Another difficulty is in regard to the people who are in the United States and the people who are in Canada and Australia and all over the world. I got a circular—I think every member of the Dáil got it—from a certain group of old I.R.A. men in New York, who wanted to have a pensions board set up for New York alone. If a pensions board were set up for New York it might deal with New York and surrounding districts, but San Francisco is as far from New York as New York is from Dublin, so the people in San Francisco would say that a pensions board should be set up for them, and we would end up by having one in every large city in the world. It cannot be done in that way; the only way in which it can be done is by correspondence. Quite recently the referee issued a circular to every applicant who resides overseas, setting out in detail what he was to do; telling him to give the names of the officers who would be communicated with, and all that sort of thing. I believe that a number of those applications will be dealt with within the next couple of months, and that if people have any idea that those across the seas have been forgotten they will be disabused of that idea.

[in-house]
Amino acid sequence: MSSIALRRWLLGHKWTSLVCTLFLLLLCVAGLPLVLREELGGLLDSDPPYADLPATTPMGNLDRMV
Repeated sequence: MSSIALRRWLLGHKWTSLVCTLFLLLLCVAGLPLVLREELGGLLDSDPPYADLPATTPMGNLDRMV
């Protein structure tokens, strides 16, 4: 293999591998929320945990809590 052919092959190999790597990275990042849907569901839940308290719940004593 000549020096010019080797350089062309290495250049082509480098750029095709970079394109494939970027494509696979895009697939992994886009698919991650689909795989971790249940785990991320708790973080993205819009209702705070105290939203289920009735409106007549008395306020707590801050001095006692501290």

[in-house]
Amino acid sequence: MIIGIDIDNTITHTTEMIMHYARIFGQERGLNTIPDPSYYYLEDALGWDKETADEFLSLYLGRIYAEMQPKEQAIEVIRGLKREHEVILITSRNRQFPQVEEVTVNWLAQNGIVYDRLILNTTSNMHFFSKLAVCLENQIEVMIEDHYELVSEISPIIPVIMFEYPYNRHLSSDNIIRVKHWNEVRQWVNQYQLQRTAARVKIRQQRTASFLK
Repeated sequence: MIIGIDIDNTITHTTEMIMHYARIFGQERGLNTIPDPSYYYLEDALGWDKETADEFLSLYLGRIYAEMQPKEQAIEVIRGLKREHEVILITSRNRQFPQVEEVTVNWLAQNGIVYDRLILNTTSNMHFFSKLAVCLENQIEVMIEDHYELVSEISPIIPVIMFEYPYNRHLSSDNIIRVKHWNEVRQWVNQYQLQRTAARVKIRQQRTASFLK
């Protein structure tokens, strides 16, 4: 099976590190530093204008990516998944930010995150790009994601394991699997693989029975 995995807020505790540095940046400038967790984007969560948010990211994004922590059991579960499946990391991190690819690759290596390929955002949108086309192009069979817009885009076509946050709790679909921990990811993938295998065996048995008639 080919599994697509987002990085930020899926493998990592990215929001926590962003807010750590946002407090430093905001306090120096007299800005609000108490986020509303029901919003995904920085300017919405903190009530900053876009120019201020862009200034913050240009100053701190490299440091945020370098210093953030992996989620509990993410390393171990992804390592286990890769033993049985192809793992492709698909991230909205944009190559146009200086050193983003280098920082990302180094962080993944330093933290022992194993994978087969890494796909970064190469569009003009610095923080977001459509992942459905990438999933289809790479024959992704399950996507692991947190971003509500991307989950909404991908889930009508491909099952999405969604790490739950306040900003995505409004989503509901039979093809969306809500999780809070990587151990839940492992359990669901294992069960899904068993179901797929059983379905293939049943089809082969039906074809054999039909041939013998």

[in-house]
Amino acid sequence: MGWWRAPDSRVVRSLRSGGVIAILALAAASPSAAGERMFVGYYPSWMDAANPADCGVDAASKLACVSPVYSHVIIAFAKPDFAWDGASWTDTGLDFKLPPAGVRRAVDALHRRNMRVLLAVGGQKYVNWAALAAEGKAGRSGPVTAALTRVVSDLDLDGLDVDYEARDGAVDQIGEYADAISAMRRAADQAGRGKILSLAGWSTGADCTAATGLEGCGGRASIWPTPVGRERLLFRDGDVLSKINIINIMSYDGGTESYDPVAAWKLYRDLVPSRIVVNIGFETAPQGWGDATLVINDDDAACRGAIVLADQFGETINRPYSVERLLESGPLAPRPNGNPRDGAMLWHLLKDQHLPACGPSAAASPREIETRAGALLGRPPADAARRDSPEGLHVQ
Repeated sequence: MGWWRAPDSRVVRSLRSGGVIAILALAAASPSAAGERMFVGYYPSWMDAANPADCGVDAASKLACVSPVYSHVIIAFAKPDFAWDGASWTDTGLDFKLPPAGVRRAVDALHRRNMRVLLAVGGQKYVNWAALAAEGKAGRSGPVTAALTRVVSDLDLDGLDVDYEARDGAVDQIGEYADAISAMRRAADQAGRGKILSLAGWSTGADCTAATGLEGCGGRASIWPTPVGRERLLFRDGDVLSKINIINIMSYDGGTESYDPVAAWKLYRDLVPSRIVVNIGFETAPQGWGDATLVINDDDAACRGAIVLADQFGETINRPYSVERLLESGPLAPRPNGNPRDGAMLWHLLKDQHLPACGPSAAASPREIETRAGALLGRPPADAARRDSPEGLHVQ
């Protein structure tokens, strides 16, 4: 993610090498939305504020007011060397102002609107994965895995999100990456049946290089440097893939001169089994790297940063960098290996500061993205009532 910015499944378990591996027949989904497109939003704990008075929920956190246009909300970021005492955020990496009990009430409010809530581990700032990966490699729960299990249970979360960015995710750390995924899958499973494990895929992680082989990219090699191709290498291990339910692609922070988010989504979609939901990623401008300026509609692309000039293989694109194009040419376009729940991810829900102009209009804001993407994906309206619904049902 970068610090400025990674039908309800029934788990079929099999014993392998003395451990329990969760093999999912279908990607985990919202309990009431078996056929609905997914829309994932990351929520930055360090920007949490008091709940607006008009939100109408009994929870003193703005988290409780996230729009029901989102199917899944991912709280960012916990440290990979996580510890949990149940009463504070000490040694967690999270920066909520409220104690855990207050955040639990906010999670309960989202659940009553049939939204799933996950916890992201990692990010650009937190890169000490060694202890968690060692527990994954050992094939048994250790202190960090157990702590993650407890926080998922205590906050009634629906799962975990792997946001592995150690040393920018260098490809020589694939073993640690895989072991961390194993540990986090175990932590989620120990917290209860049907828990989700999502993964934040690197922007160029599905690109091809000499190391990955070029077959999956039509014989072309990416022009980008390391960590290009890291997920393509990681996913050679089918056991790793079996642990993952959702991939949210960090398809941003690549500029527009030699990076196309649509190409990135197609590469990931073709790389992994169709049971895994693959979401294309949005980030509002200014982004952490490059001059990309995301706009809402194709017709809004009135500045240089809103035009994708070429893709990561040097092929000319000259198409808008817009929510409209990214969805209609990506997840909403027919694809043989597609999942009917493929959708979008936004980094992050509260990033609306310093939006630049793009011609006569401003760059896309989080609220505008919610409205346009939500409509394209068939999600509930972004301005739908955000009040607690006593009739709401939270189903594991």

Would the Minister say if cases of applicants for pensions are being dealt with, as distinct from those who are looking for certificates?

All that the referee does is to deal with certificates. A person applies to the referee for a certificate that he has a certain number of years' service, and on production of that certificate to the Department of Defence the applicant gets a pension. I think I know what Deputy Cosgrave has in mind. The referee has tried to deal with applicants according to their need. Where the ranks of the brigade have been supplied, and where everything is clear so that the referee can arrive at his decision, he takes into account as far as he can the circumstances of the applicants, and those who are in need are dealt with first.

Motion, by leave, withdrawn.
Vote put and agreed to.